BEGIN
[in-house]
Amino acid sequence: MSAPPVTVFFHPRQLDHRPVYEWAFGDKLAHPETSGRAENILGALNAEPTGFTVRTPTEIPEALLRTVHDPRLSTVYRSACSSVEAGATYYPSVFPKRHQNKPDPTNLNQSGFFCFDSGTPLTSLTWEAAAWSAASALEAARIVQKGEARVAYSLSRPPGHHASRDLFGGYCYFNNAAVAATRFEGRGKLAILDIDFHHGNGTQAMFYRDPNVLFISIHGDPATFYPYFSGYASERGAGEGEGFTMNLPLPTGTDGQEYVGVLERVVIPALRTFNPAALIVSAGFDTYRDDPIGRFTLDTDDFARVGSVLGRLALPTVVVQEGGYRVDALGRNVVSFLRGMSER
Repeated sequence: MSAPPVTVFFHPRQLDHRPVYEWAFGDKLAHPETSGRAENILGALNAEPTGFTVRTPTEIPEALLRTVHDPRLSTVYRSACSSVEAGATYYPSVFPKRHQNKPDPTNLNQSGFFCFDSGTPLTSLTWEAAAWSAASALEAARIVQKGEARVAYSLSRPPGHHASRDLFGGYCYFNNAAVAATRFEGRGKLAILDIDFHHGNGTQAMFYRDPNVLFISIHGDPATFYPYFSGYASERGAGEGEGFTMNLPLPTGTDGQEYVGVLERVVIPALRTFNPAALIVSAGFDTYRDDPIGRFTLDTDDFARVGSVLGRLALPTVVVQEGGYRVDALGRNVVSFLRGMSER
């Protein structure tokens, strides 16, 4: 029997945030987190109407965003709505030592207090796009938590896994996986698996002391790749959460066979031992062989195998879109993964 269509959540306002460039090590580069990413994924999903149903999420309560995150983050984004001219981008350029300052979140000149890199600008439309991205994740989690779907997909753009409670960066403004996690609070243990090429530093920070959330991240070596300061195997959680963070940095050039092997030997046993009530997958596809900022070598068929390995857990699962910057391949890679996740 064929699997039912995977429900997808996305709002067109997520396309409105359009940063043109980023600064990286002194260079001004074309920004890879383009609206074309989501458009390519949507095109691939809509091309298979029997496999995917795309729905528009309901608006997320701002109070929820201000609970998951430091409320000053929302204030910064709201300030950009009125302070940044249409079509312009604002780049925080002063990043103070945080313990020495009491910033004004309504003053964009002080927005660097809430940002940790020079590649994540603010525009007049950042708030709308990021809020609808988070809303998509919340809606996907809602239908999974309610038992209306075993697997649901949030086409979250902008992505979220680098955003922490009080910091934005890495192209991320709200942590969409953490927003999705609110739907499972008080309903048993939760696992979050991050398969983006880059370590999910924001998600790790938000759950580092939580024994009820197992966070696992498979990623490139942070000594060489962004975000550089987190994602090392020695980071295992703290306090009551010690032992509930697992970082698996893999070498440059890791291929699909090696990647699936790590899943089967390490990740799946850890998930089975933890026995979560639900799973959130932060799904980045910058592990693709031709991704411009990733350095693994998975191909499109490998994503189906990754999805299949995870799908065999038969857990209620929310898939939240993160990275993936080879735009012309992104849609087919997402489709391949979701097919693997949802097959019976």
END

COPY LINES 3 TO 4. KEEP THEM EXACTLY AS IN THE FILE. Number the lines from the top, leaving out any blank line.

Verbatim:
Repeated sequence: MSAPPVTVFFHPRQLDHRPVYEWAFGDKLAHPETSGRAENILGALNAEPTGFTVRTPTEIPEALLRTVHDPRLSTVYRSACSSVEAGATYYPSVFPKRHQNKPDPTNLNQSGFFCFDSGTPLTSLTWEAAAWSAASALEAARIVQKGEARVAYSLSRPPGHHASRDLFGGYCYFNNAAVAATRFEGRGKLAILDIDFHHGNGTQAMFYRDPNVLFISIHGDPATFYPYFSGYASERGAGEGEGFTMNLPLPTGTDGQEYVGVLERVVIPALRTFNPAALIVSAGFDTYRDDPIGRFTLDTDDFARVGSVLGRLALPTVVVQEGGYRVDALGRNVVSFLRGMSER
């Protein structure tokens, strides 16, 4: 029997945030987190109407965003709505030592207090796009938590896994996986698996002391790749959460066979031992062989195998879109993964 269509959540306002460039090590580069990413994924999903149903999420309560995150983050984004001219981008350029300052979140000149890199600008439309991205994740989690779907997909753009409670960066403004996690609070243990090429530093920070959330991240070596300061195997959680963070940095050039092997030997046993009530997958596809900022070598068929390995857990699962910057391949890679996740 064929699997039912995977429900997808996305709002067109997520396309409105359009940063043109980023600064990286002194260079001004074309920004890879383009609206074309989501458009390519949507095109691939809509091309298979029997496999995917795309729905528009309901608006997320701002109070929820201000609970998951430091409320000053929302204030910064709201300030950009009125302070940044249409079509312009604002780049925080002063990043103070945080313990020495009491910033004004309504003053964009002080927005660097809430940002940790020079590649994540603010525009007049950042708030709308990021809020609808988070809303998509919340809606996907809602239908999974309610038992209306075993697997649901949030086409979250902008992505979220680098955003922490009080910091934005890495192209991320709200942590969409953490927003999705609110739907499972008080309903048993939760696992979050991050398969983006880059370590999910924001998600790790938000759950580092939580024994009820197992966070696992498979990623490139942070000594060489962004975000550089987190994602090392020695980071295992703290306090009551010690032992509930697992970082698996893999070498440059890791291929699909090696990647699936790590899943089967390490990740799946850890998930089975933890026995979560639900799973959130932060799904980045910058592990693709031709991704411009990733350095693994998975191909499109490998994503189906990754999805299949995870799908065999038969857990209620929310898939939240993160990275993936080879735009012309992104849609087919997402489709391949979701097919693997949802097959019976």